Years ago, shortly after my family’s Commodore 64 died, my parents bought a used IBM. It came fully loaded with Window 3.11 and everything! My young brain immediately started dreaming of all the new games I could cram on to the thing. It would be many chores and weeded vegetable beds later until I had the cash to start buying new games, but providence was on my side. Whoever had sold the PC to my parents had left a floppy disk in the drive: Castle of the Winds: Lithransir’s Bane.
A roguelike with a graphical tile-set, Castle of the Winds: Lithransir’s Bane was my first introduction to the genre. I was stunned to discover the game’s depth, the vast range of items to be found, and the zoo of monsters to fight. In the game I soon found a love for battling elemental dragons, finding swords specifically enchanted to fight giants, and for chasing purse-stealing thieves. Castle of the Winds gave me my first experience with “character builds” where you didn’t just develop your character by assigning particular skill points but you also collected certain magic items to complement those choices.
Recently I have been delving deep into the world of roguelikes, learning their history and how modern releases continue to draw inspiration from the game for which the genre is named. Now armed with a bit of knowledge I see where Castle of the Winds borrowed heavily from the genre and even blasphemously deviated from it with mouse-based mechanics and save states.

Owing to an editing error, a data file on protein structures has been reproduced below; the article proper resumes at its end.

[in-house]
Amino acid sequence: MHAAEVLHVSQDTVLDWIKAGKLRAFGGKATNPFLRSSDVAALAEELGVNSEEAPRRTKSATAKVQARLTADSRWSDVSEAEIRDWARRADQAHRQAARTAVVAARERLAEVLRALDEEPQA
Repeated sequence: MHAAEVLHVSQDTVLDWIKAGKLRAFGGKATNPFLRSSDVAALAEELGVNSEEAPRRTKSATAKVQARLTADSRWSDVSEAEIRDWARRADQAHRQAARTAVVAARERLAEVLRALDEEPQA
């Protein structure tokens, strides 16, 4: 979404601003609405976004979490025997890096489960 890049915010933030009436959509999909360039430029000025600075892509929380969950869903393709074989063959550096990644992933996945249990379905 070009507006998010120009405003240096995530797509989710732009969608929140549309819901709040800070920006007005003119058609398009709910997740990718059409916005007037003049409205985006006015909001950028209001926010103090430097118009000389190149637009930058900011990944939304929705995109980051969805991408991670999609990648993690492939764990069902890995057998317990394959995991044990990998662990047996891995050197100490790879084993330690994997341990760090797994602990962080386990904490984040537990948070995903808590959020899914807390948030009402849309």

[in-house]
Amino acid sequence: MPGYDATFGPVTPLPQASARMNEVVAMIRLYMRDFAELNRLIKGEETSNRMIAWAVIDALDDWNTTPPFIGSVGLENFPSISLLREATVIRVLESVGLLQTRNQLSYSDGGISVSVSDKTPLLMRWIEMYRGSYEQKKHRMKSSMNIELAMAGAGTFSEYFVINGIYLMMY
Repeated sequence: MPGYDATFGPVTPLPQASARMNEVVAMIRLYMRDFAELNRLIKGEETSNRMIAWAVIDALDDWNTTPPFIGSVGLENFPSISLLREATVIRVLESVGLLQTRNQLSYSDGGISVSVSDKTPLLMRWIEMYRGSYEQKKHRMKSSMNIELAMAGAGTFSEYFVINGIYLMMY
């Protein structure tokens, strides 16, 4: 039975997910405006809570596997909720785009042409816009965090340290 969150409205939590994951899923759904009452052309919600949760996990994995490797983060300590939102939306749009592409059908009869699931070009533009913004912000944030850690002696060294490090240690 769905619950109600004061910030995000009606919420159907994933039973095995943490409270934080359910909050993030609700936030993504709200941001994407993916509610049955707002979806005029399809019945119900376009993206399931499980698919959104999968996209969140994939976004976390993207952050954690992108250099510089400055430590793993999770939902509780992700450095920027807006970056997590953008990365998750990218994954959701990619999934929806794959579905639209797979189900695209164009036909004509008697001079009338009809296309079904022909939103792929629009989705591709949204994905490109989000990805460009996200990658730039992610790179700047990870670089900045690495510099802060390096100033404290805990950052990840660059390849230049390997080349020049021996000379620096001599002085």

Sadly, re-visiting the game after getting a little bit of education about the genre makes Castle of the Winds lose a little of its luster for me. I have quickly grown to enjoy the emergent game play roguelikes tend to encourage and there really is not any of that in Castle of the Winds. Now I want to be able to throw items at monsters, interact more with the environment, and run into random situations I may never encounter again in another session with the game.
Even so, I continue to load Castle of the Winds from time to time as it, like many roguelikes, is the perfect game for the person who likes to multitask. If I suddenly get the urge to check Twitter or need to check my email, it is very easy to Alt+Tab away and come back later as the game waits for you. Also, to the game’s credit, it is not easy to beat, especially now that I’ve restricted myself from saving the game.
I do not know if the person who sold my parents our old PC meant to leave Castle of the Winds: Lithransir’s Bane in the disk drive and I certainly would have missed the game if I were them. But I like to imagine that they did it on purpose, somehow knowing that some kid needed a video game for their new computer, and for that I am grateful.
The games’ creator Rick Saada used to offer downloads for Castle of the Winds 1 & 2 on an ancient webpage of his but that seems to have gone down. So it’s my duty to pass on these games like that stranger did for me. You can download them here. You will need to figure out how to emulate them as they’re Windows 3.11 and newer Windows hates that.